Silence? Or Not So Much?

Why I Use Hearing Protection When Shooting Suppressed

I’m a big fan of shooting with silencers. Even still, the whole topic of suppressors is chock-full of myths and misconceptions.

Let’s start with the name. If you’re one who values the importance of precise terminology, you already noticed I used the words “silencer” and “suppressor” in the opening sentence. As it turns out, both are correct. While the term “suppressor” more accurately describes what these devices do, the original sound moderator (as airgunners call them) was patented by one Hiram Percy Maxim in 1909, although he had been selling them since about 1902. The device name on the patent? Silencer.

But the big topic of confusion is whether suppressors, moderators, silencers, or whatever you want to call them, make firearms’ hearing safe. Well, they do. And they don’t. As with many things in life, knowing some of the details makes all the difference and may save you from lifelong hearing loss. Let’s explore.

The Science of Sound

Sound (really pressure) is measured in decibels, or dB for short. All we really need to know about decibels is they’re not measured on a linear scale but a logarithmic one — kind of like one of those sharply escalating hockey stick graphs defined by complex algebra equations. For example, 20 dB is not twice as “loud” as 10 dB; it’s ten times louder. So, small differences in the dB level translate to big changes in noise.

As for our precious hearing, exposure to loud noises does cause permanent and non-fixable hearing loss surprisingly fast. We hear by sound waves vibrating our eardrums, which in turn cause vibrations in small bones, which in turn create vibrations in cochlear fluid. Inside the cochlea are small hairs with even smaller protrusions that ride the sound waves and translate movement into electrical signals carried by the auditory nerve. The problem is that excessive sound breaks those tiny hairs, and they never grow back. Once you destroy them, they’re gone forever.

How Loud Are Guns?

As we all know, there are infinity plus one variables in shooting: handguns, rifles, shotguns, barrel length, caliber, powder type, and charge. The list is endless, so for the purposes of this discussion, we’ll make some generalizations.

Mainstream-caliber handguns like 9mm and .45 ACP usually generate dB levels in the high 150s, like 158 or so. Rifles are much louder, operating in the 165 dB range. Remember the logarithmic scale — rifles are way, way “louder” than handguns.

Rifle and pistol suppressors generally reduce the unsuppressed sound signature by about 30dB.


When you add a can to a handgun, you do lower the sound level — a lot. A .45 ACP will measure about 130 dB. A .22LR handgun is far less at about 117 dB. This is a big deal and a great reason to shoot suppressed if you can, for your sake and all those around you.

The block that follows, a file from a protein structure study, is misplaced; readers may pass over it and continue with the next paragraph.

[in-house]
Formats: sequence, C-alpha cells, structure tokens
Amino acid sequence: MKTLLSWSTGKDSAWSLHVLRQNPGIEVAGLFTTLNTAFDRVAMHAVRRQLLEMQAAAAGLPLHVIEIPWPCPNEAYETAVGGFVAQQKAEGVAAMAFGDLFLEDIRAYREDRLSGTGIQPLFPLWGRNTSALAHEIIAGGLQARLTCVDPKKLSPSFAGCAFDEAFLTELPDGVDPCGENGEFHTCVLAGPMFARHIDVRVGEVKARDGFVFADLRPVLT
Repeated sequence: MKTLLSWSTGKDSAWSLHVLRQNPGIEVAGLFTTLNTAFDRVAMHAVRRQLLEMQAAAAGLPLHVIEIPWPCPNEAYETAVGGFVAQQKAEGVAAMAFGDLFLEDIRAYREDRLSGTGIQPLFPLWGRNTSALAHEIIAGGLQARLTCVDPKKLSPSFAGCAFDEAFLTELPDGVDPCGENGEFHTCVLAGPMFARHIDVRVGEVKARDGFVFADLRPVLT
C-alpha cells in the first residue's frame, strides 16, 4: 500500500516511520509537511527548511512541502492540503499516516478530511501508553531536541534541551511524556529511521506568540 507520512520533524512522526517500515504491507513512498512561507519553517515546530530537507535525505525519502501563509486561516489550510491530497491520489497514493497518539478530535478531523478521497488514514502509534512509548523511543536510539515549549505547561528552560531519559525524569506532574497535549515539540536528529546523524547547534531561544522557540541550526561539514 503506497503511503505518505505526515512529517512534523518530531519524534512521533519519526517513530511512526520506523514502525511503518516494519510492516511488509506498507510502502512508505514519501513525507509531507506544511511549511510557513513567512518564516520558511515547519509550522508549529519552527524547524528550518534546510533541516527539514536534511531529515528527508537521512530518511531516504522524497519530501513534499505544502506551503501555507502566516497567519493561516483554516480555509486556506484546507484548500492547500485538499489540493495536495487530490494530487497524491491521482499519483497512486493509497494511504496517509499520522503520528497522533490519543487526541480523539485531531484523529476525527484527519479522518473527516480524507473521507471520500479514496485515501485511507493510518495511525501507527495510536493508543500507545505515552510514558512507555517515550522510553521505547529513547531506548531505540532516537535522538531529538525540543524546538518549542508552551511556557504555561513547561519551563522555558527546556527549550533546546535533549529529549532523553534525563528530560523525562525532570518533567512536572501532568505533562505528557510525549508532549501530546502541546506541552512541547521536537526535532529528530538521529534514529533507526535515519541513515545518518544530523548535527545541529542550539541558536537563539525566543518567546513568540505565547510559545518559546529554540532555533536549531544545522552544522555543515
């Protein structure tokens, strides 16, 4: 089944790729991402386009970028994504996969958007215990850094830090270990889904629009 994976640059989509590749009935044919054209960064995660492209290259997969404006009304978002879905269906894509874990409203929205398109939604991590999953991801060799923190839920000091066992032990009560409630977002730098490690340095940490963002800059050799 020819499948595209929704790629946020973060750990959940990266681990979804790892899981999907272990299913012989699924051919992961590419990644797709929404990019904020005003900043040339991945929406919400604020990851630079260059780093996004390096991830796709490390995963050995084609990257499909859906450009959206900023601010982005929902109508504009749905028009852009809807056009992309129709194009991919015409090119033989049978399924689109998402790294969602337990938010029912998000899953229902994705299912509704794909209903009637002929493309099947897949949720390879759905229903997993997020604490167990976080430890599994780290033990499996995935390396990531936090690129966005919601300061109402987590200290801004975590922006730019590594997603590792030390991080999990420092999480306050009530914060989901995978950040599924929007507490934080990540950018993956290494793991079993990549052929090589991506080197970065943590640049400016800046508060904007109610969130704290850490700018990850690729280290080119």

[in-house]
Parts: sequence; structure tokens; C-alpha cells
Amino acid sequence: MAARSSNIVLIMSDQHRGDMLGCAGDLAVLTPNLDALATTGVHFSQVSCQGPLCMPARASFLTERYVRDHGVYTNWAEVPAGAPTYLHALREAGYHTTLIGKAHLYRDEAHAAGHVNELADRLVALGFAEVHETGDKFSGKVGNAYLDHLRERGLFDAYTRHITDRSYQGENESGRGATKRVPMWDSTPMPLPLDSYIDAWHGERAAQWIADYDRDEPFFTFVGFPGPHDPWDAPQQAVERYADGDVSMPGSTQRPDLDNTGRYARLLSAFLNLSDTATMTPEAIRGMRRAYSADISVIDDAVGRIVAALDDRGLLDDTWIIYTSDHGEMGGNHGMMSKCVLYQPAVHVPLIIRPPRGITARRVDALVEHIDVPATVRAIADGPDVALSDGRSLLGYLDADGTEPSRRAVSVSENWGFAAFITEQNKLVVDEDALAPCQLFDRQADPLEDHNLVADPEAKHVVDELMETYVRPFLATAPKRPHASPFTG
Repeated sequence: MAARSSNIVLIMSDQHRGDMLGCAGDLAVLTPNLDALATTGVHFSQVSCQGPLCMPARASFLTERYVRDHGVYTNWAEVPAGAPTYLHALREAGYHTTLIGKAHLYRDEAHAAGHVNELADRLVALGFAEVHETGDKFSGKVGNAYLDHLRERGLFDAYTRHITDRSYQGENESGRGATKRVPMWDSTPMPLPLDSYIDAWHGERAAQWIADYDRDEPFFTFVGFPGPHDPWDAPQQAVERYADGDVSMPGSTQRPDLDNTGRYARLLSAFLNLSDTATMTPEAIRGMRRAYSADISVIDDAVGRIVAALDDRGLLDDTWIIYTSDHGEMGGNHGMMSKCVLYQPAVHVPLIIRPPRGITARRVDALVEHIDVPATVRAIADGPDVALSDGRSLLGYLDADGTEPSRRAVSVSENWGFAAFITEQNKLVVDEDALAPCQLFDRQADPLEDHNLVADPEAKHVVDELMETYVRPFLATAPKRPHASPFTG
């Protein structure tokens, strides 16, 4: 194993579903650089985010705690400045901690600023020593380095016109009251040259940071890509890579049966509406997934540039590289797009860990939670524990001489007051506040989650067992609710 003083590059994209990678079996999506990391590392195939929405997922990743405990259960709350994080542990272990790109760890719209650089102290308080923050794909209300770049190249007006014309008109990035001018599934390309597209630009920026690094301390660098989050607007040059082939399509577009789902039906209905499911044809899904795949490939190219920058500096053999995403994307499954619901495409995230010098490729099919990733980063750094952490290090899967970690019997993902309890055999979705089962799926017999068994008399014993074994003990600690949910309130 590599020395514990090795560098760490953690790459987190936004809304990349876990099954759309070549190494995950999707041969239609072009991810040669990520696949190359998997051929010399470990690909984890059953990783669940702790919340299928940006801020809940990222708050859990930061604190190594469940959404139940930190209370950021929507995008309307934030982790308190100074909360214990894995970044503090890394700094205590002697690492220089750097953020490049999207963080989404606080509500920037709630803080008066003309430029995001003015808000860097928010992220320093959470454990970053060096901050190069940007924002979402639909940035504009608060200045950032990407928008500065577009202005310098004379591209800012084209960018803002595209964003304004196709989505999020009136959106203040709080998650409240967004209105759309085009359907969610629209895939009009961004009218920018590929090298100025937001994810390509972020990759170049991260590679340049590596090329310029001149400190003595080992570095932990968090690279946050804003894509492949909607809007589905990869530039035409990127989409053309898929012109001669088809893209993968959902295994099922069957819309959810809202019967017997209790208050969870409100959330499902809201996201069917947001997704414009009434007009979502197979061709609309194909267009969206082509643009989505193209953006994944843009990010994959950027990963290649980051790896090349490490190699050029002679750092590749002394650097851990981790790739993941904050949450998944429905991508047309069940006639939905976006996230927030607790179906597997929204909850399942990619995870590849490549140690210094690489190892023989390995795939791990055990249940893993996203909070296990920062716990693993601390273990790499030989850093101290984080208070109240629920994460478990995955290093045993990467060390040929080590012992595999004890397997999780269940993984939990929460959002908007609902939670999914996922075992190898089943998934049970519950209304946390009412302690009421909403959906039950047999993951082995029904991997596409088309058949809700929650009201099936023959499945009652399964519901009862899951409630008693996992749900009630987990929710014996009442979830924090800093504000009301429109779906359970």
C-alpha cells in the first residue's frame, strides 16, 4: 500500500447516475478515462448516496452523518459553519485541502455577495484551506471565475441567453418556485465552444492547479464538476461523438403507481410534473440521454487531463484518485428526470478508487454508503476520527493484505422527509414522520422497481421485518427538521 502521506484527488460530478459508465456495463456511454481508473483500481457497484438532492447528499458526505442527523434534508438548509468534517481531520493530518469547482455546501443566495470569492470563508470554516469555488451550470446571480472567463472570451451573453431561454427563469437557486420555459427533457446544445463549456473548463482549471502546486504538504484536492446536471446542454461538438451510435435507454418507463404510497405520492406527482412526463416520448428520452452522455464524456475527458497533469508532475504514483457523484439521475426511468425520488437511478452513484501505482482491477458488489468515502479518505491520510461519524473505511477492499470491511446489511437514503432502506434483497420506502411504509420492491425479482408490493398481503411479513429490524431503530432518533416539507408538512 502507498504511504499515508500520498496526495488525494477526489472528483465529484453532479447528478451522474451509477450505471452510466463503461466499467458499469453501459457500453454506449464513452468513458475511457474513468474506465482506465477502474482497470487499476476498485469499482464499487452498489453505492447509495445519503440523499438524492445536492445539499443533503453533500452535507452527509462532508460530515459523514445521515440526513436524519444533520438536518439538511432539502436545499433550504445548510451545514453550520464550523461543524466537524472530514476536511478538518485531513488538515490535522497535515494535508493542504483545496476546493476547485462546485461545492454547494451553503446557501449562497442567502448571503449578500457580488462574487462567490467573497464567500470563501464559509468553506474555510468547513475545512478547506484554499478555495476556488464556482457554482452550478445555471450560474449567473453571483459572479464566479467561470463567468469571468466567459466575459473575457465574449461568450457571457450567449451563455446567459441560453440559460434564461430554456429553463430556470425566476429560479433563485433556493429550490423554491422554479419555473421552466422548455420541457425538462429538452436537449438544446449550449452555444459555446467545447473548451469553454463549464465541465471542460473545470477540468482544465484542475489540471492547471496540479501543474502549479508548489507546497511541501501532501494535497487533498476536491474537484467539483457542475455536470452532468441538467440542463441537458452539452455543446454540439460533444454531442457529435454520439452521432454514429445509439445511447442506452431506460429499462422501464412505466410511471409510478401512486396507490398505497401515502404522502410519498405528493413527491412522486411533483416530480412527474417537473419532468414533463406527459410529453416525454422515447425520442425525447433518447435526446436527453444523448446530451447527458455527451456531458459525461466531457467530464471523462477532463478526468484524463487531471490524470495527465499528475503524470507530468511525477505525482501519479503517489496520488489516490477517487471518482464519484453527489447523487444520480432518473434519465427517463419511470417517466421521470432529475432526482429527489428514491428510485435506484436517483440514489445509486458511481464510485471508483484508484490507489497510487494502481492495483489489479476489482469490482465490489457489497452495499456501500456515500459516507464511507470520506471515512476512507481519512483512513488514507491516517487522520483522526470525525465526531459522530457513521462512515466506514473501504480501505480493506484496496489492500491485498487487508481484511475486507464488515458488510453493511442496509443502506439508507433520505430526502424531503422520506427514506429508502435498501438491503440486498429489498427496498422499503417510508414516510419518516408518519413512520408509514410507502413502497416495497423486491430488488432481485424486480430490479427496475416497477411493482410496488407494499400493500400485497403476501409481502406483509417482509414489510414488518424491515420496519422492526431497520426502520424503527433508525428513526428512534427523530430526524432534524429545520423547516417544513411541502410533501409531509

Rifles show similar reductions. A suppressed AR-type rifle will generate about 134 dB, compared to 164 dB unsuppressed.

Good stuff, right? A resounding “Yes!” all around!


Here’s the thing. Regardless of what the nightly news and Hollywood tell you, suppressed gunshots are still loud. Let’s put those suppressor sound levels into perspective with some everyday comparisons.

A chainsaw creates about 120 dB — significantly less than a suppressed handgun. Yes, a chainsaw.

Even the AC/DC concert you went to in high school cranks out a whopping 115 dB, while an up-close and personal car horn blast measures 110 dB.

I think we’d all agree these other things are loud. Yet they are all still “quieter” than the mythical suppressed gunshot.

A suppressed .22 handgun like this Smith & Wesson M&P 22 Compact generates about 117 dB.

What About Hearing Safe?

The thing about sound and hearing loss is that there are multiple ways to go deaf. A single exposure to a very loud noise, say 140 dB or more, does cause permanent hearing loss. But on the flip side, repeated or prolonged exposure to far lower levels of sound, down to the 70-85 dB level, also causes permanent hearing loss.


Yes, suppressors are good and, in small doses of shots, hearing-safe. But prolonged shooting, even when using a suppressor, can also cause permanent hearing loss.

It might help to consider your comfort level with exposing your ears to other loud noises. Cutting down a tree with a chainsaw once in a while probably won’t destroy your hearing, but doing it all day, every day, without hearing protection likely will. Think about shooting the same way.

If you’re going to be exposed to infrequent shots, dealing with the occasional game animal, predator pest or shambling zombie, no worries. If you’re headed to the range for a shooting outing, how about gearing up with some type of hearing protection anyway? It costs you nothing, and your ears will thank you.

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